A surgeon who is training his peers says that the recent advancements in robotic technology will help patients achieve better results during total knee replacement.
Union Leader reports that Dr. Akhil Sastry, of Atlantic Orthopaedics and Sports Medicine in Portsmouth, was one of the first surgeons to try the Mako Total Knee with Triathlon Knee System for Stryker, one of the largest developers and manufacturers of total knee replacement systems in the world. Sastry performs total knee replacements at Portsmouth Regional Hospital and York Hospital in Maine. He commenced training of surgeons in the United States and around the globe on the use of the machine last year, when the company began selling their newest technology for total knee replacements.
“Now, 5,000 robotic assisted total knees have been performed by over 200 surgeons worldwide. The projected number of surgeons will be almost 1,000 by the end of next year,” said Sastry.
The first surgeon to use the technology was trained by Sastry in Germany, and he will be traveling to India during the last week of September to teach surgeons there how the newest Mako robot works.
Sastry said that the concept of making use of robotic in knee surgery has been available since 2006, but the satisfaction rating of patients after the operation was about 75-80 percent. But now, with the new technology, surgeons can take into account a knee’s complete range of motion when planning and performing their procedures. So, Sastry believes that this new technology will improve patients satisfaction.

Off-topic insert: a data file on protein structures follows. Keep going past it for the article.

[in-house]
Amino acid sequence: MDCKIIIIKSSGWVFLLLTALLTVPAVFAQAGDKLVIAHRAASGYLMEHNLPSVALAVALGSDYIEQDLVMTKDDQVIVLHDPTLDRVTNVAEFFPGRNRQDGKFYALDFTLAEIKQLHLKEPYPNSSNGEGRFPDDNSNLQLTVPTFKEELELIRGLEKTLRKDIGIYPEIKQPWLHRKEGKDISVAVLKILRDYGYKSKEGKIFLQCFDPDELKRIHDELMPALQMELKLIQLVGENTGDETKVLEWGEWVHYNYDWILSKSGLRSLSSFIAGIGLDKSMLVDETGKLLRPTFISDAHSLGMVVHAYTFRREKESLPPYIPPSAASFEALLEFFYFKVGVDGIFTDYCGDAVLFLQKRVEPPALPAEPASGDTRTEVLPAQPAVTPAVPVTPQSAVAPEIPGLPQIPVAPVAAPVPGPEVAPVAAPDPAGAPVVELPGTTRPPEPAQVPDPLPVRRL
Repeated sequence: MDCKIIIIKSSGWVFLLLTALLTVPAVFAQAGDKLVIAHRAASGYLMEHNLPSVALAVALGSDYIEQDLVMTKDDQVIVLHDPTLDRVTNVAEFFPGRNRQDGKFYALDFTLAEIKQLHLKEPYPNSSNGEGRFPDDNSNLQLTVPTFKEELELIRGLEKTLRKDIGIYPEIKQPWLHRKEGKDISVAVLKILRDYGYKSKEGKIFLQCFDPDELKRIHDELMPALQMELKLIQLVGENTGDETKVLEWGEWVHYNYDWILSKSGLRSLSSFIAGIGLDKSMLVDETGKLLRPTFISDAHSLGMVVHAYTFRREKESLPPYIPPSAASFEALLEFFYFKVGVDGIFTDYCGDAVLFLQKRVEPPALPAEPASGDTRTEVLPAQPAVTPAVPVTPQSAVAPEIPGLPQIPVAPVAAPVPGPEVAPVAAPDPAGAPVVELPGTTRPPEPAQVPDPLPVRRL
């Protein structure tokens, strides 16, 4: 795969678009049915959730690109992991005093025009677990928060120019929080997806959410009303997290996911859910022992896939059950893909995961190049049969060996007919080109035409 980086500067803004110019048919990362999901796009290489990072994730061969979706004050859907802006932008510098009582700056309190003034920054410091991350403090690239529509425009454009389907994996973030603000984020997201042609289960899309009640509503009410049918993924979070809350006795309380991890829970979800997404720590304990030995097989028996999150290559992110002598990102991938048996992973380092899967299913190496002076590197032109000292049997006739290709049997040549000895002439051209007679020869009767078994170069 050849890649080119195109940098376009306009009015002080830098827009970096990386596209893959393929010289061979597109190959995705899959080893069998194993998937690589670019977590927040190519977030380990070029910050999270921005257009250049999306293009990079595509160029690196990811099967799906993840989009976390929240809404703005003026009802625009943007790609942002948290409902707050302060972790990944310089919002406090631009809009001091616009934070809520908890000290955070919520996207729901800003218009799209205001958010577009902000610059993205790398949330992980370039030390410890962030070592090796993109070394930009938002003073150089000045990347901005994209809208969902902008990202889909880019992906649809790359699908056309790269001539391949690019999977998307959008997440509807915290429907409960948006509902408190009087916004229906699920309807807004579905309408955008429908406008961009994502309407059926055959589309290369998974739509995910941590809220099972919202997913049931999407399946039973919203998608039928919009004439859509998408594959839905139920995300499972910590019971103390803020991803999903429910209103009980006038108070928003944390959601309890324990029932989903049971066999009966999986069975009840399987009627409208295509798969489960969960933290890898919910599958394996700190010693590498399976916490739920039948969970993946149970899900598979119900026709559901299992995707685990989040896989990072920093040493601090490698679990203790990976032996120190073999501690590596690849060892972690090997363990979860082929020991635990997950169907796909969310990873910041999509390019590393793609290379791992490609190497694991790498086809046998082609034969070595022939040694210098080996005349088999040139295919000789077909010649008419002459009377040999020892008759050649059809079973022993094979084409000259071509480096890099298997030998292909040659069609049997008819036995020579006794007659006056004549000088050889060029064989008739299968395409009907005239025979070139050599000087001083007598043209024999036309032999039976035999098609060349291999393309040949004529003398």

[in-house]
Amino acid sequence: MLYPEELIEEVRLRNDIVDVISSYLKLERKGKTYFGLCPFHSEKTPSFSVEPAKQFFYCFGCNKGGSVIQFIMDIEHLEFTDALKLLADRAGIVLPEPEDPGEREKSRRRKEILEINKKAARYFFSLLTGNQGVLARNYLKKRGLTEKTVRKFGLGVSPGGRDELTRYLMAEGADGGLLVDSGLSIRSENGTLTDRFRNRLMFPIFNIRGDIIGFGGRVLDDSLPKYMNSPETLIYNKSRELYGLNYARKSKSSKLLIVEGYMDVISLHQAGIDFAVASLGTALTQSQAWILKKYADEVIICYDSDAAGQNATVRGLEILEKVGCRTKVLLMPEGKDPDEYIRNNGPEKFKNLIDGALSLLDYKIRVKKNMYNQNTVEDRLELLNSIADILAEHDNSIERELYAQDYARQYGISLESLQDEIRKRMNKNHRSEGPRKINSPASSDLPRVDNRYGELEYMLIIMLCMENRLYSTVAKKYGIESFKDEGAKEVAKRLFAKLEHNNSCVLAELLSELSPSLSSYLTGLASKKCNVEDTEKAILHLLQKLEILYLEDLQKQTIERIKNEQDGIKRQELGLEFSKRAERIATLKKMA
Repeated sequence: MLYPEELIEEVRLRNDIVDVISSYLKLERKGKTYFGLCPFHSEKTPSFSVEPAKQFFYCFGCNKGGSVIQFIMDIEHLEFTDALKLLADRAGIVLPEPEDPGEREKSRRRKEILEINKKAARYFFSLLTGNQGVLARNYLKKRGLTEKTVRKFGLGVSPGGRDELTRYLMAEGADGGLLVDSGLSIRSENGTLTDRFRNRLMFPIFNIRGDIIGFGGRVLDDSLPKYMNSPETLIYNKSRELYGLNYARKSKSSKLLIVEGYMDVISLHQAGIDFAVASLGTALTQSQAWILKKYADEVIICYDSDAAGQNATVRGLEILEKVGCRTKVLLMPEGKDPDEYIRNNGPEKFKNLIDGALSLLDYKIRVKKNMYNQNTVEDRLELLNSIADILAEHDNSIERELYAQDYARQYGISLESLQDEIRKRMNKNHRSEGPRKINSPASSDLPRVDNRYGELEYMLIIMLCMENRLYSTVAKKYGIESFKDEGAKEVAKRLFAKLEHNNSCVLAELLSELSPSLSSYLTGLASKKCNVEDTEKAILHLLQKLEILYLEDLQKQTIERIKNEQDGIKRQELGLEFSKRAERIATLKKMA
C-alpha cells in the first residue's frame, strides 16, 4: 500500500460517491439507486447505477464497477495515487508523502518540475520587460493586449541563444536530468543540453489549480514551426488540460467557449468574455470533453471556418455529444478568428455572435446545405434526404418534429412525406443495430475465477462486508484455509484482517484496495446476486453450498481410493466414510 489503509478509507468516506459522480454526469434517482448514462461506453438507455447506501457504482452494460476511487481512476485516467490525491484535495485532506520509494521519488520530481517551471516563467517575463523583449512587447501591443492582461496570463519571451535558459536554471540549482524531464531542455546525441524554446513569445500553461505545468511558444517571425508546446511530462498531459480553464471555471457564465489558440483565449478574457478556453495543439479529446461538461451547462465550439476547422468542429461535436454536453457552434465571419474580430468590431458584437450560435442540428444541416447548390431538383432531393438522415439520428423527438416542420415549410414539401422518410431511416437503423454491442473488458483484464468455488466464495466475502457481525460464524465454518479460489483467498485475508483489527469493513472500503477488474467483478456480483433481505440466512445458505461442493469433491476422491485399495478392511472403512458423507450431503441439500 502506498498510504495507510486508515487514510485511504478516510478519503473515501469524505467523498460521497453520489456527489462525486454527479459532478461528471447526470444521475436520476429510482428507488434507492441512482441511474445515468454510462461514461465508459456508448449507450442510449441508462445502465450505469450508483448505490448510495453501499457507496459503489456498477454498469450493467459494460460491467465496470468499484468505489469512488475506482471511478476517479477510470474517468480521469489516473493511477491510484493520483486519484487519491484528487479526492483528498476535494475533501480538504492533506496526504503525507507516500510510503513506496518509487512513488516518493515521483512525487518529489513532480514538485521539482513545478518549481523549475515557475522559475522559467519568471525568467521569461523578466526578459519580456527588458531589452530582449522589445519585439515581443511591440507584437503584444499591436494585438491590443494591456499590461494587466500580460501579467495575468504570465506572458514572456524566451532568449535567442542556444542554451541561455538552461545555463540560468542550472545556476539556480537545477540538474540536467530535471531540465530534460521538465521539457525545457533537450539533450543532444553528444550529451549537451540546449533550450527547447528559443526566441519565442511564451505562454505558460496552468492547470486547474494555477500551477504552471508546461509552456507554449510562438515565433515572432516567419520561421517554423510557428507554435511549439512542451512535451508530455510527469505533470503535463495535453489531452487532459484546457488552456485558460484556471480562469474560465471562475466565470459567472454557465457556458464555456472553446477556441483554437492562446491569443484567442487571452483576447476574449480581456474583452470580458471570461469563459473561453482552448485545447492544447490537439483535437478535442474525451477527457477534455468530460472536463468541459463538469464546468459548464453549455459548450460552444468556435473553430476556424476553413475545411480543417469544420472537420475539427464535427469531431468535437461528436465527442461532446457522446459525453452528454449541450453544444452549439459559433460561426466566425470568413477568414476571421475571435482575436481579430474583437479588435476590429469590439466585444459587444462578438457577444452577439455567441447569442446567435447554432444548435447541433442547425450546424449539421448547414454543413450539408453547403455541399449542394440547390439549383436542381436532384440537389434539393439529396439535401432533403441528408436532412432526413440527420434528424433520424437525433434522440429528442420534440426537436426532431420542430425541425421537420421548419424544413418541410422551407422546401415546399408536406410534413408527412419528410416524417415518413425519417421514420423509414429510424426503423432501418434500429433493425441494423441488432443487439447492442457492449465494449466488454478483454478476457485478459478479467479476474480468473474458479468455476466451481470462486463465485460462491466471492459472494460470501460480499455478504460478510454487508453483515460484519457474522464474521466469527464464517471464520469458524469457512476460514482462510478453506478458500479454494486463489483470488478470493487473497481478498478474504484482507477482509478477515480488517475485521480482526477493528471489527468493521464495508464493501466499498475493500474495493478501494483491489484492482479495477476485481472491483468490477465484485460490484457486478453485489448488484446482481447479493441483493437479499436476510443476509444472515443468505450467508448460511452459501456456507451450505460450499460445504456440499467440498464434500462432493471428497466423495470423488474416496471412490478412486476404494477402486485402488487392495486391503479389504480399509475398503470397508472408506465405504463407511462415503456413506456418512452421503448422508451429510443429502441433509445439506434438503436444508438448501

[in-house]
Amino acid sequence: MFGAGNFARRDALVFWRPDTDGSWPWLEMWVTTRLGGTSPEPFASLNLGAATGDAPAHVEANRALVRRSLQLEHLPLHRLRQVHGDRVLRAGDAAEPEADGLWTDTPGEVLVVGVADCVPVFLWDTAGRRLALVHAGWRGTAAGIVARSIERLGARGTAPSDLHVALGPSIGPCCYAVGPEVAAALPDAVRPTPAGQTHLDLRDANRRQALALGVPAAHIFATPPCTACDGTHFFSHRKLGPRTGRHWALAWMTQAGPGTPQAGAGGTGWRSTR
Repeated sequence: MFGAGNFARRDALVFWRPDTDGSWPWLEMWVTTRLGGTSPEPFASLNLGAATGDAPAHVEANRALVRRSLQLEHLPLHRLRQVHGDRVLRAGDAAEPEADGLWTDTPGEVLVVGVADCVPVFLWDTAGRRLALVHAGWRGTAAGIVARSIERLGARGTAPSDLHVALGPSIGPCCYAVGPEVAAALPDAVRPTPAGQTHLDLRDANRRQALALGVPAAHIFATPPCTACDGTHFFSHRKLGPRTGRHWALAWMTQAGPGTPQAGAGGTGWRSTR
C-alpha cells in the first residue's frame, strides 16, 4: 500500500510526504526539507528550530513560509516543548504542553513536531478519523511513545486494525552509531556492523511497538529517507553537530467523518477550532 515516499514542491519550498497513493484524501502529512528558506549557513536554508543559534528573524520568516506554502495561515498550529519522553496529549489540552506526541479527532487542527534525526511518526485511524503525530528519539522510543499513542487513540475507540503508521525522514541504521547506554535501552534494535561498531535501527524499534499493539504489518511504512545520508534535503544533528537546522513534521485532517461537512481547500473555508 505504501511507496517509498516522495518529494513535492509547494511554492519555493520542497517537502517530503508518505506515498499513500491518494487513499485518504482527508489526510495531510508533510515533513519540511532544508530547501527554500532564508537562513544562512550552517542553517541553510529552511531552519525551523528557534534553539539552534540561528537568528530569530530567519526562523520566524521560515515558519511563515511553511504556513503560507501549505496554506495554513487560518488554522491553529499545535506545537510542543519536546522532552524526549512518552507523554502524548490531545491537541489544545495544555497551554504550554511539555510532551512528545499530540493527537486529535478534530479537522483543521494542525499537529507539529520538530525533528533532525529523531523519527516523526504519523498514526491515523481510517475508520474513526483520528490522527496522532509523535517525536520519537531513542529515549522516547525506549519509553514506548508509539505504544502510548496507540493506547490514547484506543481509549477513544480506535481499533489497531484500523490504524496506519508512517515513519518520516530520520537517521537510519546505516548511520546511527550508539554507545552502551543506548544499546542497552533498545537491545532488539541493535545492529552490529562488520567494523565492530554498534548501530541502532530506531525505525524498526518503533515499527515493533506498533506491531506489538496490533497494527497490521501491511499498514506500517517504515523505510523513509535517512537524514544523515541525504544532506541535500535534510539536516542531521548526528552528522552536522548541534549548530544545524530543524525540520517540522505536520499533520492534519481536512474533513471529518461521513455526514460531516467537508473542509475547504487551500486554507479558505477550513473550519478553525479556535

“We can fine-tune the positioning of the implants to not only take account for the static positioning of the knee, but the dynamic position of the knee. So, it creates a perfect plan each and every time” Sastry said.
In Laconia, surgeon Arnold Miller says he is using the newest Mako robot for total knee replacements. Miller works at the Laconia Clinic, and performs total knee replacements at Lakes Region General Hospital in Laconia. He started using robotics five years ago for partial knee replacements and hip replacements.
“I have been impressed with the results, and patients seem very happy with their outcomes," said Miller.
Dr. Jeremy Hogan who works at Advanced Orthopaedic Specialists in Gilford, also uses Mako robots during his surgeries at Lakes Region General Hospital. Hogan says using robots has enhanced his accuracy. He was introduced to the use of Mako robots seven years ago, and has been making use of them at the hospital for the past five years.
“I can measure single degrees and millimeters, which is super human, and the robot assist ensures that I carry out my patient specific plan precisely. The goal is always a ’forgotten joint’ where the patient does not notice the presence of a replacement. A patient that had a traditional total knee by me a few years ago and recently underwent a robot assisted total knee feels that the rehab process is easier this time,” Hogan said.
Stryker’s Chief Executive Officer Kevin Lobo, said in a video that was created for the Mako Total Knee with Triathlon Knee System, that the new technology is a great example of modern collaboration and innovation.
“The health care landscape is consistently evolving. Stryker is committed to partnering with our customers to bring innovative solutions for our patients,” Lobo said.
Stryker’s global headquarters are located in Kalamazoo, Mich.
Experts project that total knee replacements in the United States are expected to increase 673 percent by 2030.